Of head aking. cap. 12.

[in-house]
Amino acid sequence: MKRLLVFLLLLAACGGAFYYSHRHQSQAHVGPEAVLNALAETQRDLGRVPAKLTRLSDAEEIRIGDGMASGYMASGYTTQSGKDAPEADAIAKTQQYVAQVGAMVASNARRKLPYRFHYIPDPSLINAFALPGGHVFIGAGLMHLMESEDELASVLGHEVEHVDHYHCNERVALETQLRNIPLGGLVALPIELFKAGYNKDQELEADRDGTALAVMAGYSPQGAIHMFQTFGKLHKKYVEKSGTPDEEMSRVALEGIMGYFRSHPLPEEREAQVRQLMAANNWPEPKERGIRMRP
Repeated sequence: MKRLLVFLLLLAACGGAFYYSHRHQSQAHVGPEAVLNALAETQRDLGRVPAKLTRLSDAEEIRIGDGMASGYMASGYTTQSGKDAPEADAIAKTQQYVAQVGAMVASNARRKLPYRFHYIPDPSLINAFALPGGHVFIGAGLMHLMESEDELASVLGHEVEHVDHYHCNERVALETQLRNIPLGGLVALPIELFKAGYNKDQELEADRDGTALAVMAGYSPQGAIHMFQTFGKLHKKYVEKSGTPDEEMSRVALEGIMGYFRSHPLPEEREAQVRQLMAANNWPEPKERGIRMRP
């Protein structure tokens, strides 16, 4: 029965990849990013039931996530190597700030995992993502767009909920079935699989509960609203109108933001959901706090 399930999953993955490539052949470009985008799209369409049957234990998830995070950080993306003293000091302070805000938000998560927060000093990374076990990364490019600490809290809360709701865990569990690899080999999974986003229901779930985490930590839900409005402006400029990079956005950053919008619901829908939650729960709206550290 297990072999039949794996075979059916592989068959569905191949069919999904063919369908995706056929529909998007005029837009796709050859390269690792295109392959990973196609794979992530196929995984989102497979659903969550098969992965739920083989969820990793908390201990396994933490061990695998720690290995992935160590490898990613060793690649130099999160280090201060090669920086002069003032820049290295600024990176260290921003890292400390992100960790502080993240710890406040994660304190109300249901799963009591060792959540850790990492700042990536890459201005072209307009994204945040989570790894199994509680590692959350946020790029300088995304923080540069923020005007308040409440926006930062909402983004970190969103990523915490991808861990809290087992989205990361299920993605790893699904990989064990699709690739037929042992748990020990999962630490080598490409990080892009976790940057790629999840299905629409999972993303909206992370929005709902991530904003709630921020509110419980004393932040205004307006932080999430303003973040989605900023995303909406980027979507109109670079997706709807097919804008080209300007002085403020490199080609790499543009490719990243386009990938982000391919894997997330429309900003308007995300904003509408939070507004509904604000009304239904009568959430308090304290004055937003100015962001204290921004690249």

OUr Lord set a token in Cain, that was quaking of head. As Strabus saith in Glo•a.* Enerye man (sayth Strabus) that findeth mée by quaking of head and moouing of woode heart, shall knowe that I am guiltye to dye. Constantine calleth head quaking Iac∣titatio. And head quaking commeth of default and feeblenesse of vertue Regi∣tiue, in the sinewes of the necke bones, and in the brawnes of the members. In this euill bée two contrarye moouings, one vpwarde and another downeward, kinde worketh the ouer, and the disease the neather. The euil laboureth to beare downe the member lower. And kinde that hath not forsaken the gouernance of the mēber laboureth to rule it & set to it in his owne steed: and so kind laboureth to reare vp the member. And therefore quaking cōmeth of such contrary moo∣uing. The cause of the beginning is de∣fault of vertue ye moueth the brawnes, as saith Constantine: and somtime this vertue faileth because of euill complec∣tion: and for accidentes of the soule, as for dread, for gathering of spirits to the heart. Therefore the members drawe downeward by their weight and hea∣uinesse. And so for kinde hath not suffi∣saunt spirites comming togrihees, to rule the members, it may act at the full holde the members steadfastly in theyr owne place: and therfore followeth qua∣king anone. And such quaking is a manner disposition to Palsie, and name∣ly if sléeping follows with quaking: the cause whereof is coldnesse, running and hardening the substaunce of the si∣newes, that the vertue of feeling maye not thir•• it and passe therby. And euery Palsie with quaking is more easie to heale,* then the palsie that is without quaking. For in the first, the member hath not lost all kinde, as it hath in the second. Such quaking with sléeping shall be cured & healed with medicines, that heate and comfort, and dissolue and consume and wast, as with Theodori∣con, Iralogodion, and such other. Also bethes bee good, and frotings, with hot and opening hearbes and fumigations, that the closing poores maye be opened, that the superfluitie of humours maye be wasted, the spirits excited, and the si∣newes comforted.